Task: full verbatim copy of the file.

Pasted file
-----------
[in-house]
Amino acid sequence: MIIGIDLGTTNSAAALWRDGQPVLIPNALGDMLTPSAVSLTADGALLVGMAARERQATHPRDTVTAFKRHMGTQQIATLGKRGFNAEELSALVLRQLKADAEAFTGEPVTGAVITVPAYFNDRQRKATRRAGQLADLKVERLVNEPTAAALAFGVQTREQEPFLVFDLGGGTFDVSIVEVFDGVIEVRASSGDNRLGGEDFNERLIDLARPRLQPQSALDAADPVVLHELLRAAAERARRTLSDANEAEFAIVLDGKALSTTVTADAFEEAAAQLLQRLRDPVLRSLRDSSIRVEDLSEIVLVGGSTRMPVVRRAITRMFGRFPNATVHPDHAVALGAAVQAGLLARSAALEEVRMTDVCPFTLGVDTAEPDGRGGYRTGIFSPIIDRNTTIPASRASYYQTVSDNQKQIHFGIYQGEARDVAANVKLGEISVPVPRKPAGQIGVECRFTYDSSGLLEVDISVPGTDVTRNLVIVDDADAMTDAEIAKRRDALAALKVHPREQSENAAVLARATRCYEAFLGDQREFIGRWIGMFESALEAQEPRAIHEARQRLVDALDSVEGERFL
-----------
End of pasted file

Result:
[in-house]
Amino acid sequence: MIIGIDLGTTNSAAALWRDGQPVLIPNALGDMLTPSAVSLTADGALLVGMAARERQATHPRDTVTAFKRHMGTQQIATLGKRGFNAEELSALVLRQLKADAEAFTGEPVTGAVITVPAYFNDRQRKATRRAGQLADLKVERLVNEPTAAALAFGVQTREQEPFLVFDLGGGTFDVSIVEVFDGVIEVRASSGDNRLGGEDFNERLIDLARPRLQPQSALDAADPVVLHELLRAAAERARRTLSDANEAEFAIVLDGKALSTTVTADAFEEAAAQLLQRLRDPVLRSLRDSSIRVEDLSEIVLVGGSTRMPVVRRAITRMFGRFPNATVHPDHAVALGAAVQAGLLARSAALEEVRMTDVCPFTLGVDTAEPDGRGGYRTGIFSPIIDRNTTIPASRASYYQTVSDNQKQIHFGIYQGEARDVAANVKLGEISVPVPRKPAGQIGVECRFTYDSSGLLEVDISVPGTDVTRNLVIVDDADAMTDAEIAKRRDALAALKVHPREQSENAAVLARATRCYEAFLGDQREFIGRWIGMFESALEAQEPRAIHEARQRLVDALDSVEGERFL